Not Destined for Greatness: Cisco's Coverage of New Phishing Dangers

By Alex Passett, Editor  |  May 16, 2023

If you’ve been engrossed in tech’s goings-on long enough (or you or your organization’s teams use products like the SecureX platform, Umbrella, Nexus Dashboard Insights or others), chances are you’re aware of industry-spearheading technologies company, Cisco. With solutions for networking, security, digital collaboration, cloud management and more, Cisco (News - Alert) helps securely connect global industries and communities.

Unfortunately, for every bright spot (i.e. the Ciscos of the world), there are much darker blotches staining the security of our data. Malicious threat actors utilize tools that are harmful to businesses; these jeopardize too much for too many in today’s expandingly connected digital landscapes. (Think of Newton’s Third Law here; for every action or force in nature, there is an equal or opposite reaction. Likewise, for every organization that looks to do good via enriching cybersecurity services, there are privacy-invading entities with arsenals of their own.)

This sets the scene. Now, we can cover Cisco Talos Intelligence Group and a swathe of its latest findings, much of which have created grim concerns for Cisco and industries, in general.

As Cisco Talos Intelligence Group (or simply Talos) is unsurprisingly one of the largest commercial threat intelligence teams out there (comprised of Cisco’s top researchers, analysts and engineers that rapidly support Cisco customers with real-time, actionable intel), you can imagine how the Talos team has reacted to a new tool for “Phishing-as-a-Service” that has been named “Greatness.” (Which, if you ask me, is a wholly uncouth antiphrasis of general “greatness,” in this case.)

Already seen in the wild, “Greatness” is a previously underreported PhaaS that has now been reportedly used in several major phishing campaigns since at least halfway into 2022. Greatness incorporates advanced PhaaS features like multi-factor authentication (MFA (News - Alert)) bypass, IP filtering and integration with Telegram bots.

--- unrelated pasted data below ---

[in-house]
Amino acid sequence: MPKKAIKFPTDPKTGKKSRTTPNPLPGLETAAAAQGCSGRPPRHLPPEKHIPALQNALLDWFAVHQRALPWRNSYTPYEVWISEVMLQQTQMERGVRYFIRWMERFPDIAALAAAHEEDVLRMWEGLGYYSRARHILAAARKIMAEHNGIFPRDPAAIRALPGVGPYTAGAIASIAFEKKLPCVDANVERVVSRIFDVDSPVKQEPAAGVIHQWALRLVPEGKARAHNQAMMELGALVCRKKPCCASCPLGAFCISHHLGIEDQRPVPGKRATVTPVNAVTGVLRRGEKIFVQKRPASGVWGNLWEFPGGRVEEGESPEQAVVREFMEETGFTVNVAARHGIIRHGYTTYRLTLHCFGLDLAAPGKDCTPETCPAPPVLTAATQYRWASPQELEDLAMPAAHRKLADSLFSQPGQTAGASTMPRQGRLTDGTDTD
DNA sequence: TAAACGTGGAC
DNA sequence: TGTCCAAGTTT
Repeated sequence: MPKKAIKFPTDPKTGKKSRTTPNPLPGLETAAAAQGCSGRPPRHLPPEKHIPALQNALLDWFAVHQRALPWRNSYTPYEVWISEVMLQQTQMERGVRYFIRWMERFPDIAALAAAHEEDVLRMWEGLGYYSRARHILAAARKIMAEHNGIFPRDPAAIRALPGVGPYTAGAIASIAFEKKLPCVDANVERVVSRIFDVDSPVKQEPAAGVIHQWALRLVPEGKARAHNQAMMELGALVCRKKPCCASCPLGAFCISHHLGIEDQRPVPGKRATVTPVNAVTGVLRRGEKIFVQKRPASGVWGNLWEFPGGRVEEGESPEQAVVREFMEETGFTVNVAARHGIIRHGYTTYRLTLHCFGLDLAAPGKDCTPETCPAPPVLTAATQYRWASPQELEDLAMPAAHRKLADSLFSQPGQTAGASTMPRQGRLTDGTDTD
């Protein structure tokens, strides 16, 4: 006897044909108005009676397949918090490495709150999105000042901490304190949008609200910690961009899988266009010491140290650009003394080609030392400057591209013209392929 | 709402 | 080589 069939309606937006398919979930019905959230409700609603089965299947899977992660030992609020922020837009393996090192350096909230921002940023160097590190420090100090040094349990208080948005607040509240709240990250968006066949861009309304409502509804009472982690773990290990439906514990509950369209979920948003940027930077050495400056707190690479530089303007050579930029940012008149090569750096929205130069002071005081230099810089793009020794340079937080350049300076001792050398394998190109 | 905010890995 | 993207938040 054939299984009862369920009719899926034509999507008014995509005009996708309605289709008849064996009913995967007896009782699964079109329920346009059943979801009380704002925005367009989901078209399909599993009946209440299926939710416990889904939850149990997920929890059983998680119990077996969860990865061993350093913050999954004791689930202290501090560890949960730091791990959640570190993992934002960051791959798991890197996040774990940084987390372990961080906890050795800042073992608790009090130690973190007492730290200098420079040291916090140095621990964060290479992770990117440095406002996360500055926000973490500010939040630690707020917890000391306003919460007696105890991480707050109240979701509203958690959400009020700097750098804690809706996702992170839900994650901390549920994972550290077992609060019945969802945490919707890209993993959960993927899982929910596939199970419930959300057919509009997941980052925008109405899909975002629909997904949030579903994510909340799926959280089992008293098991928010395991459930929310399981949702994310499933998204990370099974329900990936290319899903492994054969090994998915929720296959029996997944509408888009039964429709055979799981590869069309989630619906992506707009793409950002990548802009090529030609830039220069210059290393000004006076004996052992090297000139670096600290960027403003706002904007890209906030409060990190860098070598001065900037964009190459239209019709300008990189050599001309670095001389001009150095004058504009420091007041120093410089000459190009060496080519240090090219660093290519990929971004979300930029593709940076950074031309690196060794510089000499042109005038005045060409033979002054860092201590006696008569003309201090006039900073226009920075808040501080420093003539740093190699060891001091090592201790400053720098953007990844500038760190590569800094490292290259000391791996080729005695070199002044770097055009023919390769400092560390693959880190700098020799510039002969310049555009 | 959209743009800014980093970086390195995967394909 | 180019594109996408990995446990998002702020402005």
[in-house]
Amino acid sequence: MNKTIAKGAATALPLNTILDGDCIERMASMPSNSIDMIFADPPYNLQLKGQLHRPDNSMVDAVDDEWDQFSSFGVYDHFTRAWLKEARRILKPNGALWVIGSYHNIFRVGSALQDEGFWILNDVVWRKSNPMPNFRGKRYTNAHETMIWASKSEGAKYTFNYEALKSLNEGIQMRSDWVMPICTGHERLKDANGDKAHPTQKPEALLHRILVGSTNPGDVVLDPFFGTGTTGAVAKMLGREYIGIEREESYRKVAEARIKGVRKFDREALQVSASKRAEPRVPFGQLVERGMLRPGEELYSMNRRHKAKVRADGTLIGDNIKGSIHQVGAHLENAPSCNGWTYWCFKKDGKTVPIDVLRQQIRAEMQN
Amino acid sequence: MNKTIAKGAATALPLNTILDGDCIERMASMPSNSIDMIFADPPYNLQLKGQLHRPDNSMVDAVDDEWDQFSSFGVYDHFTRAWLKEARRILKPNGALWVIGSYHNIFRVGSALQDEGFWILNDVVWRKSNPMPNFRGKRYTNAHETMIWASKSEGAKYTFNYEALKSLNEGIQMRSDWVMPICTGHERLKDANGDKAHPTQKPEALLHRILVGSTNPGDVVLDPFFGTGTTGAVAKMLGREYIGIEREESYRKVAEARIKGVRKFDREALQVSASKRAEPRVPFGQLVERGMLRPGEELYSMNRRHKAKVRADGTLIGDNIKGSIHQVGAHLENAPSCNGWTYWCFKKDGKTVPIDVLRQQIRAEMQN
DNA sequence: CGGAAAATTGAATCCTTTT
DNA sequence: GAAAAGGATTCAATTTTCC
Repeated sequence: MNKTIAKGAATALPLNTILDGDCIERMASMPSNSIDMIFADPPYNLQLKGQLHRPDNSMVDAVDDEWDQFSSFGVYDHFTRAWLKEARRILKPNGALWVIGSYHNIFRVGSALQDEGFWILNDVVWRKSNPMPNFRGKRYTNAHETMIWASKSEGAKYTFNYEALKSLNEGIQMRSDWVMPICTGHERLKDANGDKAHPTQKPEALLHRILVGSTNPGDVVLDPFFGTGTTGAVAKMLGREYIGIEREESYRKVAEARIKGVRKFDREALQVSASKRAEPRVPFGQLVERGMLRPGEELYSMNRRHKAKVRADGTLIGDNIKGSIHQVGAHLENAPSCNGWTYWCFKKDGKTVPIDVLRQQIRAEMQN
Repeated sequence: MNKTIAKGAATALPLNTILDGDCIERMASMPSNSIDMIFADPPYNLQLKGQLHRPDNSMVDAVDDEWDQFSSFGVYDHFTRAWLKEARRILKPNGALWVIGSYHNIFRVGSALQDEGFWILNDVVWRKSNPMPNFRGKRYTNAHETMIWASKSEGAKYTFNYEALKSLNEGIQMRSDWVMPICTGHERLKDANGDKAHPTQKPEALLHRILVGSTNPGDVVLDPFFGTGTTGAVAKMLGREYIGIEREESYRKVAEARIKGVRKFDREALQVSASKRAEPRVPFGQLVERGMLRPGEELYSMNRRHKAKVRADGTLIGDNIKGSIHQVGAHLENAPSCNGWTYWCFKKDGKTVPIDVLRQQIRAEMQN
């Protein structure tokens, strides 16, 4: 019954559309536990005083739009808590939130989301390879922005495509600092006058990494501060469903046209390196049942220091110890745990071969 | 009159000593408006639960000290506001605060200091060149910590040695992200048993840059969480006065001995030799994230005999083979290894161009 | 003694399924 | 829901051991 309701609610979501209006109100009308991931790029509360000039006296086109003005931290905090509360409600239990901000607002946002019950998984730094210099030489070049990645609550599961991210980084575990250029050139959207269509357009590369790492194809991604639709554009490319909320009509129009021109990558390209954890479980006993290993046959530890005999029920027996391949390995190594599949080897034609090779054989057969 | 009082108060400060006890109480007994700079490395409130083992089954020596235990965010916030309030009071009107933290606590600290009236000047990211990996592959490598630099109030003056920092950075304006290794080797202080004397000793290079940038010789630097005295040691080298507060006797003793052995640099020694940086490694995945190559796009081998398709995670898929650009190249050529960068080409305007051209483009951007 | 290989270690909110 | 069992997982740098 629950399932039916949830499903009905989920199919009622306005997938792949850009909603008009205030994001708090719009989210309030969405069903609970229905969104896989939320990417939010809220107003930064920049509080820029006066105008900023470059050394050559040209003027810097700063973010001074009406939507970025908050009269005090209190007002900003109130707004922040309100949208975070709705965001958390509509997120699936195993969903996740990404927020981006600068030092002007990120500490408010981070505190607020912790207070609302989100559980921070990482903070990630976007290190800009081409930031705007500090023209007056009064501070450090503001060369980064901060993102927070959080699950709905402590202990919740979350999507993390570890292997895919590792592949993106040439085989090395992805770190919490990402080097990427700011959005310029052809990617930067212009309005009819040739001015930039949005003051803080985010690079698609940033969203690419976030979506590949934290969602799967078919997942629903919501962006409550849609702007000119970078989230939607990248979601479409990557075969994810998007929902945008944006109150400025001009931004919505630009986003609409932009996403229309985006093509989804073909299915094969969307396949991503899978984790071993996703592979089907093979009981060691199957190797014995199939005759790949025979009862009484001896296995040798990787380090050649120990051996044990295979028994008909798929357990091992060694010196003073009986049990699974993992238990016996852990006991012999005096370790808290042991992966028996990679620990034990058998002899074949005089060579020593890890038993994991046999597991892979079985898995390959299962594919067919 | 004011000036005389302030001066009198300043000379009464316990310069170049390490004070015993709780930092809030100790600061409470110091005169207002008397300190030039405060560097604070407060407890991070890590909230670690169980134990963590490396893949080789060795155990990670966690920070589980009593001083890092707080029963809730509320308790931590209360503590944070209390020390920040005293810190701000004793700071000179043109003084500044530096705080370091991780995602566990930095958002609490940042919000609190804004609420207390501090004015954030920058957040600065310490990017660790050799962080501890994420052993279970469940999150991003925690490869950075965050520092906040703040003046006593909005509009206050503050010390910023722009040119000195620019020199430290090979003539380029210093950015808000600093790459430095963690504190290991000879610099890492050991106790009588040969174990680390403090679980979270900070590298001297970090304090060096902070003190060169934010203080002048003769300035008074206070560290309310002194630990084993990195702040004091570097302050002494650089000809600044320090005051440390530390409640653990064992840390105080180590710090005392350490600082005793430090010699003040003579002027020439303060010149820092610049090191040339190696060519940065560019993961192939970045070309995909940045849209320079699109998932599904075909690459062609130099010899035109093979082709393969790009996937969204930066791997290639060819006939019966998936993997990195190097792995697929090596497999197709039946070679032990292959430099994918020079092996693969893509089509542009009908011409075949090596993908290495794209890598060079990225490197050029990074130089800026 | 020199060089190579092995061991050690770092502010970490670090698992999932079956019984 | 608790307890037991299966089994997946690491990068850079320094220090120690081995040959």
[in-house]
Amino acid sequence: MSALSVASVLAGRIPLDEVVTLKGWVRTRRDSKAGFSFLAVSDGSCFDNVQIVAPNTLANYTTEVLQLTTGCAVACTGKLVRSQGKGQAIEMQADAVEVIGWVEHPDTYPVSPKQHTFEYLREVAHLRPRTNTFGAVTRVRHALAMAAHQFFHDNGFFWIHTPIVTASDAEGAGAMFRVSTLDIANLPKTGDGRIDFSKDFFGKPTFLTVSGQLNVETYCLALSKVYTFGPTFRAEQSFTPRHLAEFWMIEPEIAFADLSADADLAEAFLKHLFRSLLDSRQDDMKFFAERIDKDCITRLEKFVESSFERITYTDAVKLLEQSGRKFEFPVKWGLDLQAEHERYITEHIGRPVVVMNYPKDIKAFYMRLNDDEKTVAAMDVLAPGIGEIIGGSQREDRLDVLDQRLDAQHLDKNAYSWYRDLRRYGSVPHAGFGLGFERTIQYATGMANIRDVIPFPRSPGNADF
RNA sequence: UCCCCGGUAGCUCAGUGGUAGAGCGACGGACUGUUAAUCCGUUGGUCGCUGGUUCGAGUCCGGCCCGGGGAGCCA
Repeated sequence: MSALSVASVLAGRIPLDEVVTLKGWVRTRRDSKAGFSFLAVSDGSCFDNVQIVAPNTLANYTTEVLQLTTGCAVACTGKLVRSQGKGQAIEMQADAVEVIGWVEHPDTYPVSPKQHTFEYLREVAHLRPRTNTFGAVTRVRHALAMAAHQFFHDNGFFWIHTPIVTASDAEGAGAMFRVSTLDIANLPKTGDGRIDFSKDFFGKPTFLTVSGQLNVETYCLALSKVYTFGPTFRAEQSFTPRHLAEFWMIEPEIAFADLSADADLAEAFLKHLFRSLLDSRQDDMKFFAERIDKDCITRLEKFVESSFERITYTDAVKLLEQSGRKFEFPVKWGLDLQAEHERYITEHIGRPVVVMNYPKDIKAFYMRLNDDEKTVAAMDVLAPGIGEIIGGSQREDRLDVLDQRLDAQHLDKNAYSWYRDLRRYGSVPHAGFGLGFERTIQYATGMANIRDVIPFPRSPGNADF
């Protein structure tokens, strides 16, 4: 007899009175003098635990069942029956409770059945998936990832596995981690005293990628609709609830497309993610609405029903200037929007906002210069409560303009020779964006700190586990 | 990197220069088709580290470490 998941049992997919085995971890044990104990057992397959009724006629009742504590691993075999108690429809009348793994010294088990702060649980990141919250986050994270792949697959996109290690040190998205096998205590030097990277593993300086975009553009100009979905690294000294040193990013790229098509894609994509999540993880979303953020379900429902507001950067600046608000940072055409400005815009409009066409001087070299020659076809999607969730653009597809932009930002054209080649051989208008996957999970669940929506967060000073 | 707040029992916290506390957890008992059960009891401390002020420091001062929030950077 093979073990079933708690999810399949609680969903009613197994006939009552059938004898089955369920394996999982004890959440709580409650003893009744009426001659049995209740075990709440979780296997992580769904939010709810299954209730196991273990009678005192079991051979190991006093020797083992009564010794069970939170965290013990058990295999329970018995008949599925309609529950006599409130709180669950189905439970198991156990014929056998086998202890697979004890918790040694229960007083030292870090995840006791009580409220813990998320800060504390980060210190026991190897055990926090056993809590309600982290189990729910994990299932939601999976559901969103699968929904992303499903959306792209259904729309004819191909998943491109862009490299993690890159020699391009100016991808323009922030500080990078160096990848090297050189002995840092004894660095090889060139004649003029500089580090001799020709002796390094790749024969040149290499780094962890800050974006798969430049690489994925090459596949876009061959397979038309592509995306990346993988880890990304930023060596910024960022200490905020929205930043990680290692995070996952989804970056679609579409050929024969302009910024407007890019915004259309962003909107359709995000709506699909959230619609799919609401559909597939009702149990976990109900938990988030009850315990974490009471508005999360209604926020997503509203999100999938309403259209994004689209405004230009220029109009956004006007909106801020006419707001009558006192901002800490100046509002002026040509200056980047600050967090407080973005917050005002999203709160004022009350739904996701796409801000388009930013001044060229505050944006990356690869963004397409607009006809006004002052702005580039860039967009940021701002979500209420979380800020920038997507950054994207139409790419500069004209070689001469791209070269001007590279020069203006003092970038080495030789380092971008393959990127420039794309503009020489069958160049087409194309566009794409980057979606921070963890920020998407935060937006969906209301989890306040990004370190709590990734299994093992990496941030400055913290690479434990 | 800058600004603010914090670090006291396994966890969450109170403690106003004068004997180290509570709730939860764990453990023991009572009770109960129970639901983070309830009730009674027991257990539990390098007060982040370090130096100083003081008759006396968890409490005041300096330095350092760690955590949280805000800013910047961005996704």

This is not good news.

For now, per Talos, “Greatness is focused on Microsoft (News - Alert) 365 phishing pages, providing its affiliates with an attachment and link builder that creates highly convincing decoy and login pages.” But still, even that is too far for our cyber peace of mind, as Greatness can apparently feature victims’ email addresses pre-filled on a display page (with accurate company logos and background images, to boot), all of which are extracted from the target’s real Microsoft 365 login page. This makes Greatness regrettably well-suited for users engaging in more sophisticated phishing.

Again, not good news.

Greatness users’ activities are easy-access, as well (even for unskilled threat actors that can now avail themselves of said tool to easily take advantage of victims’ services). Per Talos, the phishing kit and API key that must be configured and deployed work as a proxy to Microsoft 365’s authentication system, providing a “man-in-the-middle attack” and stealing victims’ authentication credentials, cookies, etc.